The coup of June 2010, and the subsequent three years of leadership turmoil in the ALP, were fundamentally just about power. Ideological or policy differences between Rudd and Gillard, or their respective supporters, were very hard to find.

But in the Liberal Party, although Turnbull Mark II eschews any mention of it, there is a real ideological conflict going on. It runs deeper than just one issue: if it wasn’t climate
change, it would be something else. Even in 2009, it wasn’t just willingness to believe
in science that Turnbull was demonised for, it was also his willingness to negotiate with Labor, his commitment to good policy at the expense of politics, his emphasis on the party’s pledged word – and behind it all, the fear that he might actually try to make the Liberal Party live up to its name.

It’s hard to imagine that fear as real any more, but the tribal hatreds within the party are as strong as ever. For Abbott, Dutton and News Corp, Turnbull will always be associated with liberalism, however much he betrays it, and therefore will always be on the “wrong” side.

That doesn’t mean his leadership is doomed. After all, he only lost it by one vote last time, and deposing a prime minister is a more serious business than replacing an opposition leader. And Dutton as an alternative is sufficiently unattractive to give pause to even the most determined ideologue.

But the price Turnbull is paying for holding on keeps increasing. At some point, he must start to wonder whether it is worth it.

7 thoughts on “Is Turnbull another Rudd, or just another Turnbull?

  1. That’s a weird bit of Greens apologism. Senators Troeth and Boyce crossed the floor to support the legislation agreed to by Turnbull. I very much doubt they would have felt similarly honour bound to support a different Labor-Greens proposal.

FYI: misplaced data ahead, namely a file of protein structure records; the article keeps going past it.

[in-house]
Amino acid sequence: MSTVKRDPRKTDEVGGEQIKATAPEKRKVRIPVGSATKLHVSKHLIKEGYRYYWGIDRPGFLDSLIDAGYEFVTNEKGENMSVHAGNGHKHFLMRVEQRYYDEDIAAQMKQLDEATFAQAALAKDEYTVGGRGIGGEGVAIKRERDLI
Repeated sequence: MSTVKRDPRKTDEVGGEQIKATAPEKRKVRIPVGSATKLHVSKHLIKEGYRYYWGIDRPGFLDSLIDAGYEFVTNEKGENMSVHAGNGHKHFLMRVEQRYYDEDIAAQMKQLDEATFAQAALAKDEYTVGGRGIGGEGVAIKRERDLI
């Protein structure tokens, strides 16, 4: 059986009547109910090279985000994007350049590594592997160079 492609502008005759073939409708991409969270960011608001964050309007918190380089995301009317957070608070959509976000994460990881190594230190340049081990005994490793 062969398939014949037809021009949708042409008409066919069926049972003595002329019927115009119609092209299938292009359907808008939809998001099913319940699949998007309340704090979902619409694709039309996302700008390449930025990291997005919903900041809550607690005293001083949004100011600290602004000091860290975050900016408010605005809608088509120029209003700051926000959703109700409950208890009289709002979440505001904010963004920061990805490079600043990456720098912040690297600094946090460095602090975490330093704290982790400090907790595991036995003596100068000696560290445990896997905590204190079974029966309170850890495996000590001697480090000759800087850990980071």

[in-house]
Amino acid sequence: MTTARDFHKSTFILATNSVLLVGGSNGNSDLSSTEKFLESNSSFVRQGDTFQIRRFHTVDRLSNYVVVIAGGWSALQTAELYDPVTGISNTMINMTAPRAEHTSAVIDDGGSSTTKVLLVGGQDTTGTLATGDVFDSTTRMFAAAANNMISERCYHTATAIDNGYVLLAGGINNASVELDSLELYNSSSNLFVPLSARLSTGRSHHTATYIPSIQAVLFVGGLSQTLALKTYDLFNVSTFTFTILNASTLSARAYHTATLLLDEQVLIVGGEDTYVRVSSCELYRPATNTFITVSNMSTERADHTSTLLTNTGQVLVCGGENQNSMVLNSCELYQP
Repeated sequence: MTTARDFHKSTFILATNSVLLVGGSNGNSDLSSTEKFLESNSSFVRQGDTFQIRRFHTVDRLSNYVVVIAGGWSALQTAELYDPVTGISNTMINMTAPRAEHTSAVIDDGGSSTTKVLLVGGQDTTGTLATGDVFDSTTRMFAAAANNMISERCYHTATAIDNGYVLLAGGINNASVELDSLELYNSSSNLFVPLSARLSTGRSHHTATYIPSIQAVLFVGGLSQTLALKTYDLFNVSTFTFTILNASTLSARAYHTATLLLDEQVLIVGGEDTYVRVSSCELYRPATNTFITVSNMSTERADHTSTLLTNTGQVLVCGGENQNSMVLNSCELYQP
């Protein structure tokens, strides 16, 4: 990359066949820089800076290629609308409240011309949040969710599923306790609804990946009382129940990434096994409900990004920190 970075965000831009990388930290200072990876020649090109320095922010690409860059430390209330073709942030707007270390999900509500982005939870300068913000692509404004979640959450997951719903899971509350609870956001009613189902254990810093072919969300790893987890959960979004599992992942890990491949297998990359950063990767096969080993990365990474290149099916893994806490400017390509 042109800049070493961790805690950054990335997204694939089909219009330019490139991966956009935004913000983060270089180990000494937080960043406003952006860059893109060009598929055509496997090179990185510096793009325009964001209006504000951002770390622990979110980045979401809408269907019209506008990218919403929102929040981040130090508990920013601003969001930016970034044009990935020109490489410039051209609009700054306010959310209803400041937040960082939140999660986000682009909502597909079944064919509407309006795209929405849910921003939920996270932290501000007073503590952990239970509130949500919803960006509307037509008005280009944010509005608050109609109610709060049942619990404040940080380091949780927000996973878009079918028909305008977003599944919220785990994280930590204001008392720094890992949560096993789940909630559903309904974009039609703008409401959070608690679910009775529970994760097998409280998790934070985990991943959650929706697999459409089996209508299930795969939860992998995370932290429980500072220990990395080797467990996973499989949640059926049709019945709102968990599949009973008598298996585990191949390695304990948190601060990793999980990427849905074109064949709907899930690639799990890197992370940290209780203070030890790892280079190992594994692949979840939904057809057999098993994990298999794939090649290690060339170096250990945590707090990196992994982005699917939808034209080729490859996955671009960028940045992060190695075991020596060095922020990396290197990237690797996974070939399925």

The Greens could have assured the passage of the ETS in the form it was presented. Instead they chose to trash their environmental credentials and vote with Abbott.

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    1. Thanks David. It’s very much a side issue to my main point, but everything I’ve read on the subject suggests that the Greens were quite willing to do a deal at the time, but Rudd simply refused to talk to them, and presented the scheme on a “take it or leave it” basis. With hindsight, the Greens would have been better to swallow their pride and take it, but I think it’s unfair to judge them on that basis – sure no-one could have anticipated the chain of consequences.

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      1. For an entire year Rudd refused to meet with Bob Brown. Apart from Rudd being peculiarly averse to looking in the eye, or meeting other Oz politicians as equals, this was when he was being too clever by half (a strong trait of Rudd’s) in wedging Turnbull. As we know it utterly blew up, both personally for Rudd, then for Labor and for all Australia (it led to the ascendancy of Abbott). But it is all on Rudd (which seem tragic).
        That first ETS (CPRS) was a total travesty and would have locked in failure that would have been extremely difficult to reverse. (No, it was not a case of “the perfect being the enemy of the good” which is intellectually lazy and disreputable; and the NEG is similar–you don’t have to believe the Greens on that, though DiNatale gave a good explanation on last Sunday’s Insiders, just read any of dozens of articles by RenewEconomy by all kinds of bizoids.)
        One has to hope that Labor have learned the lesson and work with the Greens on the next version when they resume power.

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      2. Thanks Michael! I don’t have the expertise to assess the different ETS versions, but I could certainly see that Rudd was playing politics with it and was not up to the task of serious negotiation. With, as you say, tragic consequences for all of us.